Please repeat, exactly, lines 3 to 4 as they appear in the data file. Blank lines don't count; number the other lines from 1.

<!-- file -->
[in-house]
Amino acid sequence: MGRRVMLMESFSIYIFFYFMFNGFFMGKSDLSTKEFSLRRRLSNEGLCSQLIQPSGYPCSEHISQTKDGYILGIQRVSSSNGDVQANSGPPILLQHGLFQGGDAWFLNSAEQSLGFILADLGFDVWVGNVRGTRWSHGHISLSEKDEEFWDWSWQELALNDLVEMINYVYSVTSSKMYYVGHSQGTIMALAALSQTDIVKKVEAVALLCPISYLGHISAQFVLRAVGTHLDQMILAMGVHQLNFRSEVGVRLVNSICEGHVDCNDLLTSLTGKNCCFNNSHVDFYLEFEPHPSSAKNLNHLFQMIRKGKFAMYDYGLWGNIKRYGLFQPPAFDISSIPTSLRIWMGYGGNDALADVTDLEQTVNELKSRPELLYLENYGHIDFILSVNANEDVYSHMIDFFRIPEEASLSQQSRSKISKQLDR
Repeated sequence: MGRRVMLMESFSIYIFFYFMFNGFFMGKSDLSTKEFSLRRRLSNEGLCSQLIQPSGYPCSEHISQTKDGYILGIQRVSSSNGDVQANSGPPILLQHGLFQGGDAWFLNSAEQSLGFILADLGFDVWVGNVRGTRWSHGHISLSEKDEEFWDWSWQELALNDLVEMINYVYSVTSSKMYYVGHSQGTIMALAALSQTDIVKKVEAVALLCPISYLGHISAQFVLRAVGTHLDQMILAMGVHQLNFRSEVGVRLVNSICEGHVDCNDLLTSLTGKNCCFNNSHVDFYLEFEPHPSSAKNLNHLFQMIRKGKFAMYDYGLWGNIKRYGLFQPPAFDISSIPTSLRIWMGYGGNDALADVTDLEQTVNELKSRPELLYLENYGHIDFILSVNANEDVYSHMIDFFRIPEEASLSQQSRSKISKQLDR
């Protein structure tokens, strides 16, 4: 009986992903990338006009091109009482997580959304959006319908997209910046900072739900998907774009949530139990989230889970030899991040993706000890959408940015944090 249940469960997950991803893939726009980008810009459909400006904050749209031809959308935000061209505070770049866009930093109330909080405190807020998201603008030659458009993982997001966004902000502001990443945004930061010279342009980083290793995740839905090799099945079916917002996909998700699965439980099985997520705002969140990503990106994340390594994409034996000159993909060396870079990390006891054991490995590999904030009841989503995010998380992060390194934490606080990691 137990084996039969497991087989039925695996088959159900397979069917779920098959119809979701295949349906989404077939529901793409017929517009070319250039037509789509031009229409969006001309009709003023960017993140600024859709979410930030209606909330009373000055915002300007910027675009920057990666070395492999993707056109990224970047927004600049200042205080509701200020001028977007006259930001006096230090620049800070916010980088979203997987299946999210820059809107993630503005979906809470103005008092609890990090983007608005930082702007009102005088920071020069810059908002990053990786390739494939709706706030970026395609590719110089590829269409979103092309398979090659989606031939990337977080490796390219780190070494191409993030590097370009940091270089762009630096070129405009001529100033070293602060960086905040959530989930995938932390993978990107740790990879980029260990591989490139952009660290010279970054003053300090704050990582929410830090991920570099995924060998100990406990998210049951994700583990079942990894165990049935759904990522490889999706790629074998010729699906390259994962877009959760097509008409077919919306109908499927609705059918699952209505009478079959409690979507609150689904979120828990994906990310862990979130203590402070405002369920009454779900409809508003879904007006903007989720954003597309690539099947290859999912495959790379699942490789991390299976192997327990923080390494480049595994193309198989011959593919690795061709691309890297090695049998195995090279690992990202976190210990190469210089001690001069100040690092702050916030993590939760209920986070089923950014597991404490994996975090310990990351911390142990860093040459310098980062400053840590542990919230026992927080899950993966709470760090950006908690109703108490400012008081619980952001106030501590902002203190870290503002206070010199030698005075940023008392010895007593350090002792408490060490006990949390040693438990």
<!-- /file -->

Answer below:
Repeated sequence: MGRRVMLMESFSIYIFFYFMFNGFFMGKSDLSTKEFSLRRRLSNEGLCSQLIQPSGYPCSEHISQTKDGYILGIQRVSSSNGDVQANSGPPILLQHGLFQGGDAWFLNSAEQSLGFILADLGFDVWVGNVRGTRWSHGHISLSEKDEEFWDWSWQELALNDLVEMINYVYSVTSSKMYYVGHSQGTIMALAALSQTDIVKKVEAVALLCPISYLGHISAQFVLRAVGTHLDQMILAMGVHQLNFRSEVGVRLVNSICEGHVDCNDLLTSLTGKNCCFNNSHVDFYLEFEPHPSSAKNLNHLFQMIRKGKFAMYDYGLWGNIKRYGLFQPPAFDISSIPTSLRIWMGYGGNDALADVTDLEQTVNELKSRPELLYLENYGHIDFILSVNANEDVYSHMIDFFRIPEEASLSQQSRSKISKQLDR
């Protein structure tokens, strides 16, 4: 009986992903990338006009091109009482997580959304959006319908997209910046900072739900998907774009949530139990989230889970030899991040993706000890959408940015944090 249940469960997950991803893939726009980008810009459909400006904050749209031809959308935000061209505070770049866009930093109330909080405190807020998201603008030659458009993982997001966004902000502001990443945004930061010279342009980083290793995740839905090799099945079916917002996909998700699965439980099985997520705002969140990503990106994340390594994409034996000159993909060396870079990390006891054991490995590999904030009841989503995010998380992060390194934490606080990691 137990084996039969497991087989039925695996088959159900397979069917779920098959119809979701295949349906989404077939529901793409017929517009070319250039037509789509031009229409969006001309009709003023960017993140600024859709979410930030209606909330009373000055915002300007910027675009920057990666070395492999993707056109990224970047927004600049200042205080509701200020001028977007006259930001006096230090620049800070916010980088979203997987299946999210820059809107993630503005979906809470103005008092609890990090983007608005930082702007009102005088920071020069810059908002990053990786390739494939709706706030970026395609590719110089590829269409979103092309398979090659989606031939990337977080490796390219780190070494191409993030590097370009940091270089762009630096070129405009001529100033070293602060960086905040959530989930995938932390993978990107740790990879980029260990591989490139952009660290010279970054003053300090704050990582929410830090991920570099995924060998100990406990998210049951994700583990079942990894165990049935759904990522490889999706790629074998010729699906390259994962877009959760097509008409077919919306109908499927609705059918699952209505009478079959409690979507609150689904979120828990994906990310862990979130203590402070405002369920009454779900409809508003879904007006903007989720954003597309690539099947290859999912495959790379699942490789991390299976192997327990923080390494480049595994193309198989011959593919690795061709691309890297090695049998195995090279690992990202976190210990190469210089001690001069100040690092702050916030993590939760209920986070089923950014597991404490994996975090310990990351911390142990860093040459310098980062400053840590542990919230026992927080899950993966709470760090950006908690109703108490400012008081619980952001106030501590902002203190870290503002206070010199030698005075940023008392010895007593350090002792408490060490006990949390040693438990």